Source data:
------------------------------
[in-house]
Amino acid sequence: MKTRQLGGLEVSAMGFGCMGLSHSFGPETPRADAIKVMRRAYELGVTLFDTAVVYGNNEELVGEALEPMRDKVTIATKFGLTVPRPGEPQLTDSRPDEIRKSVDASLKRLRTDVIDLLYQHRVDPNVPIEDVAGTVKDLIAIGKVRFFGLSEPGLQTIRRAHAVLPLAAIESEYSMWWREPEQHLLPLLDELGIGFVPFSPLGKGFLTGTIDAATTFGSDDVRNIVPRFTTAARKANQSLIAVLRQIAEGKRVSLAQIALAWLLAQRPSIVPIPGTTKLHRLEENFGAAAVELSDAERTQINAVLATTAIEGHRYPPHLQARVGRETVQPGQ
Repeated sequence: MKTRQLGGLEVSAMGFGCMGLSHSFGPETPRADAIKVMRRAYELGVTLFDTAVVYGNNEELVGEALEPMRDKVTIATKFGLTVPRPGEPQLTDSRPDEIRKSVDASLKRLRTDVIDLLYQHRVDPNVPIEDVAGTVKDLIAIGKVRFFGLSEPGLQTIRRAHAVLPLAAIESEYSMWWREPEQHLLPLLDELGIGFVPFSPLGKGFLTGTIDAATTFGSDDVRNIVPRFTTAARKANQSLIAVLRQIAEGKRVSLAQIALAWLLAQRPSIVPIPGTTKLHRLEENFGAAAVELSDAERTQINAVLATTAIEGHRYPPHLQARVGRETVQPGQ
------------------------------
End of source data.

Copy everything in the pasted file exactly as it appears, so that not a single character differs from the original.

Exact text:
[in-house]
Amino acid sequence: MKTRQLGGLEVSAMGFGCMGLSHSFGPETPRADAIKVMRRAYELGVTLFDTAVVYGNNEELVGEALEPMRDKVTIATKFGLTVPRPGEPQLTDSRPDEIRKSVDASLKRLRTDVIDLLYQHRVDPNVPIEDVAGTVKDLIAIGKVRFFGLSEPGLQTIRRAHAVLPLAAIESEYSMWWREPEQHLLPLLDELGIGFVPFSPLGKGFLTGTIDAATTFGSDDVRNIVPRFTTAARKANQSLIAVLRQIAEGKRVSLAQIALAWLLAQRPSIVPIPGTTKLHRLEENFGAAAVELSDAERTQINAVLATTAIEGHRYPPHLQARVGRETVQPGQ
Repeated sequence: MKTRQLGGLEVSAMGFGCMGLSHSFGPETPRADAIKVMRRAYELGVTLFDTAVVYGNNEELVGEALEPMRDKVTIATKFGLTVPRPGEPQLTDSRPDEIRKSVDASLKRLRTDVIDLLYQHRVDPNVPIEDVAGTVKDLIAIGKVRFFGLSEPGLQTIRRAHAVLPLAAIESEYSMWWREPEQHLLPLLDELGIGFVPFSPLGKGFLTGTIDAATTFGSDDVRNIVPRFTTAARKANQSLIAVLRQIAEGKRVSLAQIALAWLLAQRPSIVPIPGTTKLHRLEENFGAAAVELSDAERTQINAVLATTAIEGHRYPPHLQARVGRETVQPGQ